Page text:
Mic check, Mic check: Egypt gets their Fête de la Musique on at Salah Eddin Citadel
On Thursday 20 June, the French Institute in Cairo held the Fête de la Musique in Egypt's historical Salah Eddin Citadel. Hundreds of mostly young and '30-and 40-something music lovers gathered in front of the stage set in the courtyard surrounded by the 12th century walls.
Fête de la Musique, a large music festival, was launched in 1982 by the French culture ministry and has since been held yearly, usually on 21 June, across over one hundred countries on five continents where people celebrate what has now become known as the World Music Day.
Although usually held every year in Egypt, last year's festival did not take place due to "complexities in the organisational and the administrative procedures," according to Charlotte Hiesse, the head of the information office at the French Institute.
This year, the Fête de la Musique returned in its full power with an interesting line-up, including bands Darwasha, Salalem and the Egyptian Project.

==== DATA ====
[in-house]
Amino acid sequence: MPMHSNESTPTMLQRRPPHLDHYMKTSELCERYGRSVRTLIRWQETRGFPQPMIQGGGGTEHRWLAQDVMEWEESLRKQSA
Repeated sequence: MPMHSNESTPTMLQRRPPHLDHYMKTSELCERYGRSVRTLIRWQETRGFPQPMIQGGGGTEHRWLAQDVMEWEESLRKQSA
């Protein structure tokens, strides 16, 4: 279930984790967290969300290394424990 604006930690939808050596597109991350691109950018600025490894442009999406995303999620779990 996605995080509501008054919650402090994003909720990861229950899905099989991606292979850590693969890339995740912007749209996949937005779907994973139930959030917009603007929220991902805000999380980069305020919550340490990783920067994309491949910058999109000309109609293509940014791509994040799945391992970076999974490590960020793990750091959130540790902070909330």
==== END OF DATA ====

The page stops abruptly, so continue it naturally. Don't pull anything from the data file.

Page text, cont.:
Hiesse explained to Ahram Online that this year the French Institute wanted to highlight Egyptian bands that embrace new musical and artistic experimentations.
According to the French Institute's website, the three selected bands are characterised by their dynamic music and festive atmosphere, in keeping with the concept of the Fête de la Musique. Darwasha was established one year ago by composer Mohammed Darwish and fuses Arabic rock and metal with electronic music.
Darwish tells Ahram Online his band's name, aside from being a version of his own name, is also a derived from the Arabic word, darwish, which means the person who is committed to something. Darwasha, moreover, explains the band's innovative music fusion.
"We play the songs that can best reflect the surrounding political events, although we do not always talk about them directly," Darwish explained to Ahram Online.
Darwasha opened their concert with Um Um, which is an Arabic word that refers to closed and dark places, in this case a metaphor for the oppression that limits freedoms and rights. Other songs included Benmed Ard (We are Extending Land) which symbolises the attempt to move beyond the earth with all its problems and disasters.
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